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The TELL project is a review of literature and critical annotated bibliography to provide an overview and critique of the research related to the transition of English language learners.
This guidance document was developed with input from a technical advisory group of state/federal representatives and field researchers, and describes the utility and practice of integrating the information available in state agency data sets with information on clients of alcohol and other drug abuse services.
The Adult Numeracy Initiative, funded by the U.S. Department of Education, Office of Vocational and Adult Education (OVAE), provides a thorough understanding of adult numeracy and the state of the discipline.
Motorcycle rider education provides an opportunity for novice riders to learn the basic skills necessary to operate a motorcycle safely and for experienced riders to refresh and refine their techniques. The purpose of this report is to develop a research-based model of promising practices in rider education and licensing and to use the model to identify States that have implemented high-quality rider training and comprehensive licensing.
How can classroom teachers maximize the learning potential of their adult basic education (ABE) students while, at the same time, attending to differences among them? Instead of expecting learners to adjust to the lessons they plan, teachers need to plan their lessons to adjust to the learners at hand. - Focus on Basics Newsletter, NCSALL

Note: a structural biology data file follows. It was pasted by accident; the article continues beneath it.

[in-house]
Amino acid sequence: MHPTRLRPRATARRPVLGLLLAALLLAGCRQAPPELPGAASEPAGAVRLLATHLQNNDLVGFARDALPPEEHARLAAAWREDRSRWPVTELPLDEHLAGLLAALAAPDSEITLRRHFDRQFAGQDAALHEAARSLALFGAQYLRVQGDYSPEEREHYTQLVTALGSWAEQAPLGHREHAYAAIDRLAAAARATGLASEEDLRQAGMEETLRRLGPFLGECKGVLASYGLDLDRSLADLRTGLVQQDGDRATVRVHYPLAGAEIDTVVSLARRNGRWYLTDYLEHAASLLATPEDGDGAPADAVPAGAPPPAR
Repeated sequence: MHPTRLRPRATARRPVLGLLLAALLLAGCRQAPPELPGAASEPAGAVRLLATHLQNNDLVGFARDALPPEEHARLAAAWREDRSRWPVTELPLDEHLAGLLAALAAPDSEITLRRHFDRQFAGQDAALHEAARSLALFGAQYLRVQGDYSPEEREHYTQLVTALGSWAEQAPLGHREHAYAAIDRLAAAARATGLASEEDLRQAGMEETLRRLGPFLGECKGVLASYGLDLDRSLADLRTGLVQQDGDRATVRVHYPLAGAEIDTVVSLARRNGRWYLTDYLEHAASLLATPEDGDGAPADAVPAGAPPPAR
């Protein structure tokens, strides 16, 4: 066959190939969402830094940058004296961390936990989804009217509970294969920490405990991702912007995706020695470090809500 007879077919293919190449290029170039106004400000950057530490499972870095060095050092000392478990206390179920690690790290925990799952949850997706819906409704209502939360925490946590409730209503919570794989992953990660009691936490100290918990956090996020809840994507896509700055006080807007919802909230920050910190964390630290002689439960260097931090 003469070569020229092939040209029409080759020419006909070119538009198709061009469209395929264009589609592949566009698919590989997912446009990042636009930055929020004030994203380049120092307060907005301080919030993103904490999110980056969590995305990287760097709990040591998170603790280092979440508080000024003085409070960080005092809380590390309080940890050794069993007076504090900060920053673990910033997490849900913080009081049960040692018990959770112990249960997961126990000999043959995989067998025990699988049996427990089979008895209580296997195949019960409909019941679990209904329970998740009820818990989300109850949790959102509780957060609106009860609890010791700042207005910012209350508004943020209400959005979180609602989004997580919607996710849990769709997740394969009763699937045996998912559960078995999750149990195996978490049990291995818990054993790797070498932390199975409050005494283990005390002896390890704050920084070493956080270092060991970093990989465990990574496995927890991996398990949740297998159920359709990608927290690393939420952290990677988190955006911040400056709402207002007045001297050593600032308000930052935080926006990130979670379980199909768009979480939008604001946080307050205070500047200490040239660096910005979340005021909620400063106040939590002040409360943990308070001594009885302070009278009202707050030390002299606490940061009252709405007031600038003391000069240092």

Low cost technologies, such as case studies, role plays, and part task trainers, have been effectively used to train teamwork related knowledge, skills, and attitudes in several high risk industries. Although trainees and instructional developers may prefer the ‘‘bells and whistles’’ of full mission simulators, we implore them to at least explore the use of lower fidelity alternatives, especially during the earliest phases of teamwork skill acquisition.
The purpose of this study was to assess the relative effectiveness of different approaches to debriefing team performance: team debrief with videotape, team debrief without videotape, instructor debrief with videotape, and instructor debrief without videotape. We hypothesized that the four approaches would not be equally effective. However, the lack of consensus in the literature made it impossible to hypothesize whether team- vs. instructor-led debriefs would be more effective. Based on our personal experience, we hypothesized that debriefings which incorporate videotape would be perceived as more effective than those which did not.
The following discussion compares the purpose, strategy, and effectiveness of two distinct categories of MTT, those that are primarily simulator-based and those that are primarily classroom-based. Data collected from MTT course observations, participant questionnaires, and instructor interviews are reported. Finally, we summarize the state-of-the-science and propose a series of research-based propositions for improving the future of MTT.